“Disez à la classe que je leur manque…”
Where do I start? I’ve really no overall comment to start with, except that I did my best and it’s still not good enough.
Well, if I thought 105 minutes was early, then this was insane: the first person in this exam left just 80 minutes after the start. 80 minutes. At 80 minutes I was just starting to plan my writing — the third of three papers. By the time 100 minutes had passed half the class had left! How they finished in that time, I have no idea.
The last person before me left at 125 minutes, and then I started to feel the pressure. I mean, I was the only one in the class left. Wouldn’t you feel pressure to finish? The supervisor was very patient with me. I also had to go toilet (maybe four-and-a-half glasses was too much, if one was too little), so I left after 145 minutes — 35 minutes before the exam was to finish.
The first reading passage was interesting. It was about a girl from France who smokes, and then came here as an exchange student and got caught smoking in school. And how she’s decided to quit, but she craves one last cigarette.
For writing, as far as I could see, I only had one choice. There was no way I was writing a diary entry. The party we could "organise" had to be at my house, so there was nothing I could do there. And writing about your life is a bit hard when you don’t really have one. So, I wrote about an arrival to France. It set a very interesting context: I was from England and I had arrived at a seaside town, and I had to write a postcard to my teacher.
So in a bid to impress the marker, I used as many structures as I could. One thing I could do, I thought, is ask this teacher to say hi to the class for me. Even better, use an imperative! So I wrote, "Dites à la classe pour moi, s’il vous plaît, que je leur manque.". But then, I thought, dire is an exception to the every-imperative-is-the-same-as-present-tense rule. So I changed it to "Disez". And, thinking I’d take the chance (well, actually, I was fairly confident about this one), I used "manquer" to mean "to miss someone". (Hence the intended translation of the sentence above is, "Tell the class for me, please, that I miss them".)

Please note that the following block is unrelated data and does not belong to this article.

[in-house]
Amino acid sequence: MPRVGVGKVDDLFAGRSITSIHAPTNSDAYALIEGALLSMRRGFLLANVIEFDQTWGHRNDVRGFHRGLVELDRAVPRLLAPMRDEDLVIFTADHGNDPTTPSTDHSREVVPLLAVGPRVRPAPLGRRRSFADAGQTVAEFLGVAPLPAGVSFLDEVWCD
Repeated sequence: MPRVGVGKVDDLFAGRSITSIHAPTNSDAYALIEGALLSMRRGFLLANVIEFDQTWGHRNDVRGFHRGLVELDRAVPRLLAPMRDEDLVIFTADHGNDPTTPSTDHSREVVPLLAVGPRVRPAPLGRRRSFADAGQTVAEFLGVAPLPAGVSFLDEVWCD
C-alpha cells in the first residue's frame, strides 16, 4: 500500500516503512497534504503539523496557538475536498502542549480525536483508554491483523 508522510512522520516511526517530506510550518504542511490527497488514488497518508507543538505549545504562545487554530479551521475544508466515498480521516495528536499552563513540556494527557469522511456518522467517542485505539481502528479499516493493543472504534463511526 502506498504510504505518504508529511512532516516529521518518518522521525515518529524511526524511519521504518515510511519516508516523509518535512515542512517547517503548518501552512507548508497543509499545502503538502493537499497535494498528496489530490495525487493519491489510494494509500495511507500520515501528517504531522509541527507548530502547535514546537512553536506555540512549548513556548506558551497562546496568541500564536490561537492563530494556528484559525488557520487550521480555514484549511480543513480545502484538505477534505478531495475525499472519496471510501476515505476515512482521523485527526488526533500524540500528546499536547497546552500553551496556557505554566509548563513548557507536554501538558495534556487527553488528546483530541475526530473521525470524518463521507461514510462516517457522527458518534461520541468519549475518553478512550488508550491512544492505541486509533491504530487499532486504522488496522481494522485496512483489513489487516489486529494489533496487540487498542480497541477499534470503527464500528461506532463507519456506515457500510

Well, as I find out, the correct imperative is indeed dites, and for "manquer", the subject and object are the other way round — so it should be ils me manquent. Two errors in one sentence! And both of which "significantly hinder communication". (Hence the actual translation of my sentence was, "*?* the class for me, please, that they miss me." The *?* refers to a non-existent word. And funny when you get someone to tell a class that they miss you!)
Perhaps the marker will find a way to see that communication wasn’t "achieved overall", and therefore fail me for that paper. If he doesn’t, then I fail what was my minimum goal for this year — to make it through free of achieveds. Damn. I shouldn’t have left so early.
Oh, well… there’s nothing I can do about it now, so there’s no point fretting about it… I may as well sit back, relax and stress about this upcoming physics exam.
A criterion for achievement in writing in a second language is that "communication is achieved overall, despite errors in language". For merit, the equivalent criterion is that "Any errors do not significantly hinder communication".